Yes, this comedy about a sad-sack, has-been boxer is painfully predictable and manages to include every cliche of the genre, but executive producer and star Adam Carolla keeps it rolling along with his trademark, deadpan rants.
So many movies these days are overworked or overblown: The Hammer feels genuinely tossed-off. It isn't a great movie, or even a consistently good one. Yet it gets to elusive feelings about failure and success, hope and mortality.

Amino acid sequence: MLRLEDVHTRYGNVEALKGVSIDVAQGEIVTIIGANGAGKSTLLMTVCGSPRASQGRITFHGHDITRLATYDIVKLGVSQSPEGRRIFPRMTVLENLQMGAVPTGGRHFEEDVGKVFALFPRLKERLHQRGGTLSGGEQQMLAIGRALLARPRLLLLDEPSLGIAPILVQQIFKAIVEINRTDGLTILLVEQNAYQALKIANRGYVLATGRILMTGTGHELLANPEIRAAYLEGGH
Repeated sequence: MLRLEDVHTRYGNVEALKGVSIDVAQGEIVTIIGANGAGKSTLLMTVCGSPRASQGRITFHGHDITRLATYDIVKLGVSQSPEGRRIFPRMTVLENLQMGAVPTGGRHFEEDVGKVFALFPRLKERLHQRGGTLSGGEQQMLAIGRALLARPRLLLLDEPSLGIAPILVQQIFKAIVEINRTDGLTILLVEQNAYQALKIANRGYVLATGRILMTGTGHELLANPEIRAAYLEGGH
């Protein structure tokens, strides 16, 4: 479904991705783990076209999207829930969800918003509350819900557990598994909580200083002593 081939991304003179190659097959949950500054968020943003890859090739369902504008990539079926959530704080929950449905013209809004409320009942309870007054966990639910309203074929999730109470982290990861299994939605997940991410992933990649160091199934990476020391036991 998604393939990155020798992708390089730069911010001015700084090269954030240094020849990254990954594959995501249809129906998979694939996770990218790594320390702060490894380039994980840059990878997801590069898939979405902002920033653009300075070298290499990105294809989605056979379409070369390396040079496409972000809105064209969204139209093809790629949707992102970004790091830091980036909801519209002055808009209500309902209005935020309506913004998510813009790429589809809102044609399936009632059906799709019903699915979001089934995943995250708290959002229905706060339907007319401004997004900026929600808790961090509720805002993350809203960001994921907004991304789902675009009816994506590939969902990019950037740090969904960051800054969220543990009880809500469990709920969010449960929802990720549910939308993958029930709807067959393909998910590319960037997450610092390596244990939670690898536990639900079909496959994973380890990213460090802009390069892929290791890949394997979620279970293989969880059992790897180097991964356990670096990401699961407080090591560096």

Carolla has a tendency to riff when he should be acting, and the whole project is rambling and disorganized. At the same time, though, The Hammer also has dry wit and unforced working-class swagger, and hits some surprising emotional notes.
If you liked Rocky Balboa you should be in good shape, since it's exactly the same movie, just aimed at a teeny-tiny-bit younger demographic and with an affectless leading man who avoids hambone acting by not acting at all.